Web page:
My Big Fat Wedding

by Vered DeLeeuw · 19 comments

I’ll go ahead and confess: 17 years ago, I had a big, lavish wedding at a five-star hotel. The 400 guests were served a five-course gourmet dinner, enjoyed an extensive dessert buffet, and a slice of the 6-tier wedding cake. My designer wedding dress was spectacular, and cost a fortune. After the event, I ended up donating the dress to charity, as I had no use for something I will only wear once and keeping it seemed silly.

Was the event a $30,000 wedding? I don’t know. I didn’t foot the bill – my parents had split it with my in laws. But I’m guessing my big day wasn’t exactly what you would call a frugal wedding.

Back then, I was 22 years old, and frugality wasn’t a big priority for me. I was still in law school, getting my Masters in Law, and very much in the mindset of “my well-off parents are taking care of me, as they should!”

But my parents were not always well off. They had scrimped and saved for years, working hard, sometimes working two jobs at a time, until they managed to amass enough wealth to enable them to substantially improve their standard of living, travel, retire early, and – above all – give their children everything that they were denied as kids.

I was the classic product of such upbringing. Materialistic, demanding, and taking everything for granted.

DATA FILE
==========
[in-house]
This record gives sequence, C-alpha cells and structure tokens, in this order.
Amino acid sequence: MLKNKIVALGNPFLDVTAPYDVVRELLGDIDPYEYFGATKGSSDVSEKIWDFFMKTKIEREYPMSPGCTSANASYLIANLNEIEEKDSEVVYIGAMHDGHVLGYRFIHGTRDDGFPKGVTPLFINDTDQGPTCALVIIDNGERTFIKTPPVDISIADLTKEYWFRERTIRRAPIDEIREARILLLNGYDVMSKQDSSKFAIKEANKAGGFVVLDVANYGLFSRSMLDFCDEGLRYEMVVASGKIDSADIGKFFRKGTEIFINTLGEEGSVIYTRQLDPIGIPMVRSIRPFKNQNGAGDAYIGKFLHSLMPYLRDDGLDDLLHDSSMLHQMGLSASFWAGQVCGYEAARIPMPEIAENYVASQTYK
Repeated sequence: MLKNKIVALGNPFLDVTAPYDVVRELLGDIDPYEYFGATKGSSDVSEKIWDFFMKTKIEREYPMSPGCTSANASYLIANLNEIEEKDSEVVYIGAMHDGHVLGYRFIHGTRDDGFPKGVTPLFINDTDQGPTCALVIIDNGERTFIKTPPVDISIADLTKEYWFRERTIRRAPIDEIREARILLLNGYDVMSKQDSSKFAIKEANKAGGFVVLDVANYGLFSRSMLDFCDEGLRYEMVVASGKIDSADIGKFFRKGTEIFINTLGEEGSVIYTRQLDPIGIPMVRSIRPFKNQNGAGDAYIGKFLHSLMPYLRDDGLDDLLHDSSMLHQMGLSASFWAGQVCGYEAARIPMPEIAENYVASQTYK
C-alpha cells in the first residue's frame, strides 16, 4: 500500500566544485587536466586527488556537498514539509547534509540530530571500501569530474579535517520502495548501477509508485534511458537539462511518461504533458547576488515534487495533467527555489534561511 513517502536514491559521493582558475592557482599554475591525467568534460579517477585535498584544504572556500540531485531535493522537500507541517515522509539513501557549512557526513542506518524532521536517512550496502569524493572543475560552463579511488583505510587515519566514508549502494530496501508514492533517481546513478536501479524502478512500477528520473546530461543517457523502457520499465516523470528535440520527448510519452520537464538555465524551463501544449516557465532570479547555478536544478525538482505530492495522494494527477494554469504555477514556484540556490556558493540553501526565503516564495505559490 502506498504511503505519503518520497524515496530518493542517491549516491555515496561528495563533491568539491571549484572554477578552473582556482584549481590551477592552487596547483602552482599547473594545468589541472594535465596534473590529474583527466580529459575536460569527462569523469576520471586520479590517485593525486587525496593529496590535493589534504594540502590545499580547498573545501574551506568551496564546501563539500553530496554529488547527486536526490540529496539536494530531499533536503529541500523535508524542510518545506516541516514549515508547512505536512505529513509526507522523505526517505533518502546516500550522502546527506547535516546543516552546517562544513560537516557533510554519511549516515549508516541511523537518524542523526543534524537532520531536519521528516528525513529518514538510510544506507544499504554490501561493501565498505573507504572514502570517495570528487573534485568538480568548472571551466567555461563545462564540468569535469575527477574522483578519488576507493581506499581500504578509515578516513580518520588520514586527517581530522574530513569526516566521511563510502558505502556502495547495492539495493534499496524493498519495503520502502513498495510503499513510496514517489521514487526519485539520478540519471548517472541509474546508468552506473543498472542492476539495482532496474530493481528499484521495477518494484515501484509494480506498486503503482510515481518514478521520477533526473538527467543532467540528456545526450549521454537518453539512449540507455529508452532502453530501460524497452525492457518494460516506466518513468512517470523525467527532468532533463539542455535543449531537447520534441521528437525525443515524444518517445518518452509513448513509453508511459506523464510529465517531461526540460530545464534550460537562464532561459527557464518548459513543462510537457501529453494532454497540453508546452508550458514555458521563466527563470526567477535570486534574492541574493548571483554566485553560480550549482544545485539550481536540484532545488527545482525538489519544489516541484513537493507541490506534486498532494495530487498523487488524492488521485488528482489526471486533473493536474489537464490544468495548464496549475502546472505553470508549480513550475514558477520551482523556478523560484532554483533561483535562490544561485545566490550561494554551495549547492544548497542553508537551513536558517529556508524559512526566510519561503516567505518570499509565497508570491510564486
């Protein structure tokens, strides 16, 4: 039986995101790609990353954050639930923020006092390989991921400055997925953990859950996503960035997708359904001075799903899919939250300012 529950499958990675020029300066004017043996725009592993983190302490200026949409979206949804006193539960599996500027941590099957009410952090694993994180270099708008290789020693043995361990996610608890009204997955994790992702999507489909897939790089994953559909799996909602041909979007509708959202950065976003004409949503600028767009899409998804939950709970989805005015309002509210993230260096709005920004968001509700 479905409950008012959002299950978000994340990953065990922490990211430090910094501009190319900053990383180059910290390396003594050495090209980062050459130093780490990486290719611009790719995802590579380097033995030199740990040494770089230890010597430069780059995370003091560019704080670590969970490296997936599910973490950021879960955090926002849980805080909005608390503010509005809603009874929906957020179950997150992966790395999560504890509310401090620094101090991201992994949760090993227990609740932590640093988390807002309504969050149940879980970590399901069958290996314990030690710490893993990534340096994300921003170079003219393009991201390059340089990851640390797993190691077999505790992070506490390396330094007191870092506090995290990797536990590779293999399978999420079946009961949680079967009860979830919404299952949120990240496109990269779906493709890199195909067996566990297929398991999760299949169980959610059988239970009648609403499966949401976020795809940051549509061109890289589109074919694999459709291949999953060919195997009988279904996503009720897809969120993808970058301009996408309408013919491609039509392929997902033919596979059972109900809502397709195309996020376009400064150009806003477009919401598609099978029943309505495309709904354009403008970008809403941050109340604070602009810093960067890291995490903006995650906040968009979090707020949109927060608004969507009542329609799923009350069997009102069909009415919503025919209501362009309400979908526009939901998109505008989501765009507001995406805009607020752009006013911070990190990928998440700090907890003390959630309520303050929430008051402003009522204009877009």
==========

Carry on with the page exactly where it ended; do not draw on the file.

Today I look at things very differently. I know that money is important as a tool that enables us to live life to the fullest and be in control of our own destiny. I also know that Mom was right and that money does not grow on trees. Money is the result of hard work, smart investing, often both. I know how easy it is to waste away a large sum of money until nothing is left, and how important it is to prioritize one’s spending, because most of us – even if we are wealthy – have limited resources.

There aren’t many things I regret in my life, but one of the things I do regret is my big fat wedding. Given the chance to do it all over again, I would take the money and spend it on a longer honeymoon, or on a bigger down payment on our first home. Today I would be more than happy with a small, intimate, backyard wedding at my in laws’ very lovely garden.

My own daughter will turn 12 this winter – a big milestone in Judaism. We’ve discussed her Bat Mitzvah celebration, and this is what I told her: Celebrating life’s big milestones is important, but we have a certain budget for each of these celebrations. If you want to use the entire budget for a big party, we’ll be happy to oblige. But when making your decision, remember that a big party comes with a price tag, and that you could choose to use the same amount of money in a different way and get other things that might be just as important to you. You could, for example, get a trip to a country you’ve never visited before, you could get a shiny new Apple gadget, or you could even stash some of it and allow the money to grow over the next few years.